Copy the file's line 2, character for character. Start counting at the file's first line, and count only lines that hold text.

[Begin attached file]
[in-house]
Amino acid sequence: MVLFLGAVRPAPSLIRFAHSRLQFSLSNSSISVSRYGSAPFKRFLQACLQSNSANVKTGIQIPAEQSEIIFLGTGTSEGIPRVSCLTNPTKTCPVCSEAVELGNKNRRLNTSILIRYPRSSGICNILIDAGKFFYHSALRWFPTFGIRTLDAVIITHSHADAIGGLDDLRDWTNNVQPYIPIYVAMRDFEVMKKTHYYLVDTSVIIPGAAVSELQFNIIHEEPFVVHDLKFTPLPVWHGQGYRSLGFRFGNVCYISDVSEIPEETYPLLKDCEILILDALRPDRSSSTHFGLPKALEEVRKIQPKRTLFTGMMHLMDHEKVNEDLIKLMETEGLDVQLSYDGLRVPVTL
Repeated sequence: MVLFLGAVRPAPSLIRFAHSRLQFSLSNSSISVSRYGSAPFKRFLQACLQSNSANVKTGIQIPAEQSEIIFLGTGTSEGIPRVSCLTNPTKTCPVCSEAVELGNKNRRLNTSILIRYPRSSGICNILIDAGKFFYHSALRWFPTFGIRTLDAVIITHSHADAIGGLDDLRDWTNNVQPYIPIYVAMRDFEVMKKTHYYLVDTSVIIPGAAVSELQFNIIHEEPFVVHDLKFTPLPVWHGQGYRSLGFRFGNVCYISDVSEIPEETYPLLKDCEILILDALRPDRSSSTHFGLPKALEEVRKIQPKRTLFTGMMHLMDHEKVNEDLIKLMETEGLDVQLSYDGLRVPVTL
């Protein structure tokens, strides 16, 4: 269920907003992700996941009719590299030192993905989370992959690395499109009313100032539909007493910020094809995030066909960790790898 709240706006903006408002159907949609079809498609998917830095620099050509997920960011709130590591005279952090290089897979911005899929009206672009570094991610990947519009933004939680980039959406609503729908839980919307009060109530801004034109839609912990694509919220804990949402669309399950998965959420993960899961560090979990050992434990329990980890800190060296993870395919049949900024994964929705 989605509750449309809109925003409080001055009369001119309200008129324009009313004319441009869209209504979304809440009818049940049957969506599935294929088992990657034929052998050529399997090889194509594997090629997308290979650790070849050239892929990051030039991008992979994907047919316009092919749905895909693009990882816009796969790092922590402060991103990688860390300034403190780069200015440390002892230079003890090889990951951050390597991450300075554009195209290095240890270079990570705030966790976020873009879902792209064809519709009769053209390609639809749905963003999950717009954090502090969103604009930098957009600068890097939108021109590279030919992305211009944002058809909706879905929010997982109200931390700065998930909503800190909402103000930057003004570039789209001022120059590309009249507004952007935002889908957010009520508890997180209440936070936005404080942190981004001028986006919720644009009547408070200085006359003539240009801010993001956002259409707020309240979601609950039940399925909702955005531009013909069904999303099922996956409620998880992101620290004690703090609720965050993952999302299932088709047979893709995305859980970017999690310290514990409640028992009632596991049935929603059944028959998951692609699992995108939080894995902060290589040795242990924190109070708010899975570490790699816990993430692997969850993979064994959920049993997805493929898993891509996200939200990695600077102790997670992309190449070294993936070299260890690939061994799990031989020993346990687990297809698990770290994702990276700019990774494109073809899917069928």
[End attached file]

Amino acid sequence: MVLFLGAVRPAPSLIRFAHSRLQFSLSNSSISVSRYGSAPFKRFLQACLQSNSANVKTGIQIPAEQSEIIFLGTGTSEGIPRVSCLTNPTKTCPVCSEAVELGNKNRRLNTSILIRYPRSSGICNILIDAGKFFYHSALRWFPTFGIRTLDAVIITHSHADAIGGLDDLRDWTNNVQPYIPIYVAMRDFEVMKKTHYYLVDTSVIIPGAAVSELQFNIIHEEPFVVHDLKFTPLPVWHGQGYRSLGFRFGNVCYISDVSEIPEETYPLLKDCEILILDALRPDRSSSTHFGLPKALEEVRKIQPKRTLFTGMMHLMDHEKVNEDLIKLMETEGLDVQLSYDGLRVPVTL